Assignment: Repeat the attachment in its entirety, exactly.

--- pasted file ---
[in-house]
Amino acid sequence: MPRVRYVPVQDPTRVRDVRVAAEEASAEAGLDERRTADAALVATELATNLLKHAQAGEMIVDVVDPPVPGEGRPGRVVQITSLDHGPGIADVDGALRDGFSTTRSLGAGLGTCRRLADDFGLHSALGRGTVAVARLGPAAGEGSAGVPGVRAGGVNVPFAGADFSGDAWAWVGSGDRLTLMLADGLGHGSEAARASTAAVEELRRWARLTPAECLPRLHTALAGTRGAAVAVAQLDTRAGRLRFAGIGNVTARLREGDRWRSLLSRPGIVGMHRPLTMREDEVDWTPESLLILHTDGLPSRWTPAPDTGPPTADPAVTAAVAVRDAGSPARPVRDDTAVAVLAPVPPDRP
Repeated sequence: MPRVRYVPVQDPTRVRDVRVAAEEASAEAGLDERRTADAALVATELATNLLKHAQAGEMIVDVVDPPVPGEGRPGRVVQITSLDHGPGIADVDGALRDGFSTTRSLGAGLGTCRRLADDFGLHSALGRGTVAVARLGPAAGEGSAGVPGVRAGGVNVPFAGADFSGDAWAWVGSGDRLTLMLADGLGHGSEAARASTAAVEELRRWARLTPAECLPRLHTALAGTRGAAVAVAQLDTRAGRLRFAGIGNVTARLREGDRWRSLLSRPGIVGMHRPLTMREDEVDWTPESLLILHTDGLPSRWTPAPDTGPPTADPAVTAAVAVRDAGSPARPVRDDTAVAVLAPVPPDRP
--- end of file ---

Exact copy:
[in-house]
Amino acid sequence: MPRVRYVPVQDPTRVRDVRVAAEEASAEAGLDERRTADAALVATELATNLLKHAQAGEMIVDVVDPPVPGEGRPGRVVQITSLDHGPGIADVDGALRDGFSTTRSLGAGLGTCRRLADDFGLHSALGRGTVAVARLGPAAGEGSAGVPGVRAGGVNVPFAGADFSGDAWAWVGSGDRLTLMLADGLGHGSEAARASTAAVEELRRWARLTPAECLPRLHTALAGTRGAAVAVAQLDTRAGRLRFAGIGNVTARLREGDRWRSLLSRPGIVGMHRPLTMREDEVDWTPESLLILHTDGLPSRWTPAPDTGPPTADPAVTAAVAVRDAGSPARPVRDDTAVAVLAPVPPDRP
Repeated sequence: MPRVRYVPVQDPTRVRDVRVAAEEASAEAGLDERRTADAALVATELATNLLKHAQAGEMIVDVVDPPVPGEGRPGRVVQITSLDHGPGIADVDGALRDGFSTTRSLGAGLGTCRRLADDFGLHSALGRGTVAVARLGPAAGEGSAGVPGVRAGGVNVPFAGADFSGDAWAWVGSGDRLTLMLADGLGHGSEAARASTAAVEELRRWARLTPAECLPRLHTALAGTRGAAVAVAQLDTRAGRLRFAGIGNVTARLREGDRWRSLLSRPGIVGMHRPLTMREDEVDWTPESLLILHTDGLPSRWTPAPDTGPPTADPAVTAAVAVRDAGSPARPVRDDTAVAVLAPVPPDRP